There must be some personal aptitude and talent of this person involved, but this story only goes to say that one can achieve a perfect fluency, (in a language which can't be more different than one's mother tongue at that), in as short space of time as five years. As the author says, one can pick to become perfectly verbally fluent, as opposed to being perfectly skilled in writing, but once that point is achieved it becomes easier to expand one's language proficiency in any direction possible.
Speaking from the standpoint of non-Asian learners, learning Mandarin must be very specific in more than one way, which obviously adds to the importance of choosing the right learning method.
Helenej
Posted: Sunday, May 03, 2015 4:52:51 PM

Rank: Advanced Member

Joined: 9/24/2013
Posts: 1,720
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Location: Kiev, Kyiv City, Ukraine
daftpunk wrote:
I'm self-taught and have learned English for almost ten years now. I believe that with a little help from a professional I (and most other people in my place) would have reached this level of proficiency in English much sooner than that, probably in less than half that time. At one point, I developed an interest in language and English soon became my pastime. Except for an occasional translation work, I haven't been professionally engaged as a language professional. And I've never visited an English speaking country.
It's amazing that you have so much willpower and patience to push through all those difficulties and huge amount of information, daftpunk. I envy you.

daftpunk wrote:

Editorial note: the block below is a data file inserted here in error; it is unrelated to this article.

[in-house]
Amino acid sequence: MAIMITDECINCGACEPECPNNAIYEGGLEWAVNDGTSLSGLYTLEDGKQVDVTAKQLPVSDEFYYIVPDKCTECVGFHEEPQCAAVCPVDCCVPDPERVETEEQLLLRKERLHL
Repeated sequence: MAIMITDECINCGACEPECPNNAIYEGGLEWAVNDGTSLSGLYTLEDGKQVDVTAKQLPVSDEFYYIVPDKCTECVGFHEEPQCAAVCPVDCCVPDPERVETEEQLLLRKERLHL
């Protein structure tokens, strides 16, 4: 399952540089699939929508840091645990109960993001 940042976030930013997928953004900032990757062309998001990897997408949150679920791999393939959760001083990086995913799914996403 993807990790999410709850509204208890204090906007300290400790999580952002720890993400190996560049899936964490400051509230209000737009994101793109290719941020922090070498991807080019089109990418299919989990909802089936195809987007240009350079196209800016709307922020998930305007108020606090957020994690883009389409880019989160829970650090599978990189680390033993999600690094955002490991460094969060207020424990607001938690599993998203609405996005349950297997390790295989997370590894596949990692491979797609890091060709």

Comparing the present perfect with the simple past may help...
What does it mean it may help? When speaking about past events in English, we constantly need to decide between the past simple and the present perfect (while not speaking about processes in progress, of course). We need to keep in mind the difference between them to make the correct choice. That's why I try to attach "then" or "up to now" to a sentence choosing by this technique between the two tenses. By the way, to be accurate, what I actually try to attach is not "up to now", it's something more like "in general", but I'm not sure. Anyway, this word corresponds to the Serbian "uopšte", as I've just looked it up. It's much easier to make the choice with "uopšte" than with "do sada" ("up to now").

daftpunk wrote:
When a native English speaker uses the present perfect, the last thing he has on his/her mind is the present perfect, verb tenses or anything even remotely similar to it. The notions he/she has in mind are simple and grammar aims to provide learners of English with clear and usable explanations of those notions. That is the point of speaking of "result", "experience", "hot news" perfects - we want to emulate the purpose that makes a native speaker use the grammatical form of the present perfect.